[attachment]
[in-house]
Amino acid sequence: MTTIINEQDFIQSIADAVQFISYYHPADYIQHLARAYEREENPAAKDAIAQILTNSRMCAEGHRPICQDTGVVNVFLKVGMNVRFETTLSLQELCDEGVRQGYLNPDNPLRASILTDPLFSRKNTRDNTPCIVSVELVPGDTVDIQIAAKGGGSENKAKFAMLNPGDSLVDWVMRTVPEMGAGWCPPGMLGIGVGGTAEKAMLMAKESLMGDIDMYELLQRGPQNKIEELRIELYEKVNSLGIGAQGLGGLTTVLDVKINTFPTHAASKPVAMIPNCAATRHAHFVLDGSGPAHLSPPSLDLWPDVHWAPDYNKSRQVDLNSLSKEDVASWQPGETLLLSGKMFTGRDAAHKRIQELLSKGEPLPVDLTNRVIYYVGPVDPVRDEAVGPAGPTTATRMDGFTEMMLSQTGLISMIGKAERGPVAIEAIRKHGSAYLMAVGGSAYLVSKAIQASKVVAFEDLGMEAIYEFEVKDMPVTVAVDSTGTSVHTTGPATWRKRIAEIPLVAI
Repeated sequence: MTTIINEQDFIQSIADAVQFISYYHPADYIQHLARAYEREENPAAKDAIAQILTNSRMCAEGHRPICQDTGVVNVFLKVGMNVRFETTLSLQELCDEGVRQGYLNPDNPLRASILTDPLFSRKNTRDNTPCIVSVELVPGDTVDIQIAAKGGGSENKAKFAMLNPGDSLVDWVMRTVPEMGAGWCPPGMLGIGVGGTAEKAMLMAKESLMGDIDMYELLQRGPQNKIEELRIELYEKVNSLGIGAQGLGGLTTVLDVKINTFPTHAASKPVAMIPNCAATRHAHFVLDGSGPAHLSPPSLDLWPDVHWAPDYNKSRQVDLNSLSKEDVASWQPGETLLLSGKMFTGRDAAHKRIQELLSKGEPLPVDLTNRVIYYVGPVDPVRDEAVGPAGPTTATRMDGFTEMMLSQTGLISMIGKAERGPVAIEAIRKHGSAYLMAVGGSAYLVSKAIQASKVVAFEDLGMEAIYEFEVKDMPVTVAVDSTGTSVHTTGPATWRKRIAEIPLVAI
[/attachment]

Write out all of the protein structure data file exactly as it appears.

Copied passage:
[in-house]
Amino acid sequence: MTTIINEQDFIQSIADAVQFISYYHPADYIQHLARAYEREENPAAKDAIAQILTNSRMCAEGHRPICQDTGVVNVFLKVGMNVRFETTLSLQELCDEGVRQGYLNPDNPLRASILTDPLFSRKNTRDNTPCIVSVELVPGDTVDIQIAAKGGGSENKAKFAMLNPGDSLVDWVMRTVPEMGAGWCPPGMLGIGVGGTAEKAMLMAKESLMGDIDMYELLQRGPQNKIEELRIELYEKVNSLGIGAQGLGGLTTVLDVKINTFPTHAASKPVAMIPNCAATRHAHFVLDGSGPAHLSPPSLDLWPDVHWAPDYNKSRQVDLNSLSKEDVASWQPGETLLLSGKMFTGRDAAHKRIQELLSKGEPLPVDLTNRVIYYVGPVDPVRDEAVGPAGPTTATRMDGFTEMMLSQTGLISMIGKAERGPVAIEAIRKHGSAYLMAVGGSAYLVSKAIQASKVVAFEDLGMEAIYEFEVKDMPVTVAVDSTGTSVHTTGPATWRKRIAEIPLVAI
Repeated sequence: MTTIINEQDFIQSIADAVQFISYYHPADYIQHLARAYEREENPAAKDAIAQILTNSRMCAEGHRPICQDTGVVNVFLKVGMNVRFETTLSLQELCDEGVRQGYLNPDNPLRASILTDPLFSRKNTRDNTPCIVSVELVPGDTVDIQIAAKGGGSENKAKFAMLNPGDSLVDWVMRTVPEMGAGWCPPGMLGIGVGGTAEKAMLMAKESLMGDIDMYELLQRGPQNKIEELRIELYEKVNSLGIGAQGLGGLTTVLDVKINTFPTHAASKPVAMIPNCAATRHAHFVLDGSGPAHLSPPSLDLWPDVHWAPDYNKSRQVDLNSLSKEDVASWQPGETLLLSGKMFTGRDAAHKRIQELLSKGEPLPVDLTNRVIYYVGPVDPVRDEAVGPAGPTTATRMDGFTEMMLSQTGLISMIGKAERGPVAIEAIRKHGSAYLMAVGGSAYLVSKAIQASKVVAFEDLGMEAIYEFEVKDMPVTVAVDSTGTSVHTTGPATWRKRIAEIPLVAI